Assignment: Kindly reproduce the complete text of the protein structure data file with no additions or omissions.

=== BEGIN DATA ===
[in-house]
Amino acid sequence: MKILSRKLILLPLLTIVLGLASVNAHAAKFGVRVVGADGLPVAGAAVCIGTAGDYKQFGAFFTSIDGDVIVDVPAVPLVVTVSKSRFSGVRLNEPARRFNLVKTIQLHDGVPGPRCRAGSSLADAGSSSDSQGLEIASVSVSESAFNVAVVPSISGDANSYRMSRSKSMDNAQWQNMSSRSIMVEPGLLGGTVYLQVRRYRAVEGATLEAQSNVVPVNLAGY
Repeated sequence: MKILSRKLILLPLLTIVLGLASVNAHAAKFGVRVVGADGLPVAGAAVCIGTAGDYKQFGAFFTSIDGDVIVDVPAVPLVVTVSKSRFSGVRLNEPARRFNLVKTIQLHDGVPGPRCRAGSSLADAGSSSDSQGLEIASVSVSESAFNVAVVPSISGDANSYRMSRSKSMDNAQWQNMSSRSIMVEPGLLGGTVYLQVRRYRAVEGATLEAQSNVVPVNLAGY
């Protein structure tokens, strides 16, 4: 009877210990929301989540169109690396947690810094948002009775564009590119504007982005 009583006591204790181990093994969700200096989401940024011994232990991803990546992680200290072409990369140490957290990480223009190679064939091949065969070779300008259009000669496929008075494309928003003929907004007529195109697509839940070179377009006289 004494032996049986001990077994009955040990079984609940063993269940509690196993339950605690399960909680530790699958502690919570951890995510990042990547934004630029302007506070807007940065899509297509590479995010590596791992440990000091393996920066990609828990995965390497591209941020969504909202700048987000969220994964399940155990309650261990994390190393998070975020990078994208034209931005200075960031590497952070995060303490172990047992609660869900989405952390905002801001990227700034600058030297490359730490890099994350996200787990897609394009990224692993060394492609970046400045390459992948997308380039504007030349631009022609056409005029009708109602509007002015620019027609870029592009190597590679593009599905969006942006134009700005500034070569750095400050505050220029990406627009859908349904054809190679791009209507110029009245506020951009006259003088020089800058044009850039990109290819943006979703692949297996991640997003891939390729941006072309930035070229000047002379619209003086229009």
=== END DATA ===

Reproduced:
[in-house]
Amino acid sequence: MKILSRKLILLPLLTIVLGLASVNAHAAKFGVRVVGADGLPVAGAAVCIGTAGDYKQFGAFFTSIDGDVIVDVPAVPLVVTVSKSRFSGVRLNEPARRFNLVKTIQLHDGVPGPRCRAGSSLADAGSSSDSQGLEIASVSVSESAFNVAVVPSISGDANSYRMSRSKSMDNAQWQNMSSRSIMVEPGLLGGTVYLQVRRYRAVEGATLEAQSNVVPVNLAGY
Repeated sequence: MKILSRKLILLPLLTIVLGLASVNAHAAKFGVRVVGADGLPVAGAAVCIGTAGDYKQFGAFFTSIDGDVIVDVPAVPLVVTVSKSRFSGVRLNEPARRFNLVKTIQLHDGVPGPRCRAGSSLADAGSSSDSQGLEIASVSVSESAFNVAVVPSISGDANSYRMSRSKSMDNAQWQNMSSRSIMVEPGLLGGTVYLQVRRYRAVEGATLEAQSNVVPVNLAGY
């Protein structure tokens, strides 16, 4: 009877210990929301989540169109690396947690810094948002009775564009590119504007982005 009583006591204790181990093994969700200096989401940024011994232990991803990546992680200290072409990369140490957290990480223009190679064939091949065969070779300008259009000669496929008075494309928003003929907004007529195109697509839940070179377009006289 004494032996049986001990077994009955040990079984609940063993269940509690196993339950605690399960909680530790699958502690919570951890995510990042990547934004630029302007506070807007940065899509297509590479995010590596791992440990000091393996920066990609828990995965390497591209941020969504909202700048987000969220994964399940155990309650261990994390190393998070975020990078994208034209931005200075960031590497952070995060303490172990047992609660869900989405952390905002801001990227700034600058030297490359730490890099994350996200787990897609394009990224692993060394492609970046400045390459992948997308380039504007030349631009022609056409005029009708109602509007002015620019027609870029592009190597590679593009599905969006942006134009700005500034070569750095400050505050220029990406627009859908349904054809190679791009209507110029009245506020951009006259003088020089800058044009850039990109290819943006979703692949297996991640997003891939390729941006072309930035070229000047002379619209003086229009």